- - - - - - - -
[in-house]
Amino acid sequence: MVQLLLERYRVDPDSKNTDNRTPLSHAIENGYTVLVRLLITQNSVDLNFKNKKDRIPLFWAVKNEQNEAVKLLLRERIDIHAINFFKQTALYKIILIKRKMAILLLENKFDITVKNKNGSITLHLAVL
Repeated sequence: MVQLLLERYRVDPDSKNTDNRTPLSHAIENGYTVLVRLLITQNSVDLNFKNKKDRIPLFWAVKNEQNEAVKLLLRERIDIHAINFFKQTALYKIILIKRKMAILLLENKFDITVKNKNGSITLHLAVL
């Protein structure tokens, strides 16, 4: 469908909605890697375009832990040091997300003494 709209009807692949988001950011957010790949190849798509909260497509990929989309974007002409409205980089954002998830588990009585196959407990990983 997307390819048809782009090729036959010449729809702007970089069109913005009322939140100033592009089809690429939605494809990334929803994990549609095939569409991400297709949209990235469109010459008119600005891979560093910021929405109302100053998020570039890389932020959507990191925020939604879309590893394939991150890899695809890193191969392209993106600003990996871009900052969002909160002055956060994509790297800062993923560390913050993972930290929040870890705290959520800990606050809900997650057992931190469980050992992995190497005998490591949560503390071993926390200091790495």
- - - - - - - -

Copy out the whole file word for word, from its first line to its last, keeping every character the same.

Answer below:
[in-house]
Amino acid sequence: MVQLLLERYRVDPDSKNTDNRTPLSHAIENGYTVLVRLLITQNSVDLNFKNKKDRIPLFWAVKNEQNEAVKLLLRERIDIHAINFFKQTALYKIILIKRKMAILLLENKFDITVKNKNGSITLHLAVL
Repeated sequence: MVQLLLERYRVDPDSKNTDNRTPLSHAIENGYTVLVRLLITQNSVDLNFKNKKDRIPLFWAVKNEQNEAVKLLLRERIDIHAINFFKQTALYKIILIKRKMAILLLENKFDITVKNKNGSITLHLAVL
């Protein structure tokens, strides 16, 4: 469908909605890697375009832990040091997300003494 709209009807692949988001950011957010790949190849798509909260497509990929989309974007002409409205980089954002998830588990009585196959407990990983 997307390819048809782009090729036959010449729809702007970089069109913005009322939140100033592009089809690429939605494809990334929803994990549609095939569409991400297709949209990235469109010459008119600005891979560093910021929405109302100053998020570039890389932020959507990191925020939604879309590893394939991150890899695809890193191969392209993106600003990996871009900052969002909160002055956060994509790297800062993923560390913050993972930290929040870890705290959520800990606050809900997650057992931190469980050992992995190497005998490591949560503390071993926390200091790495």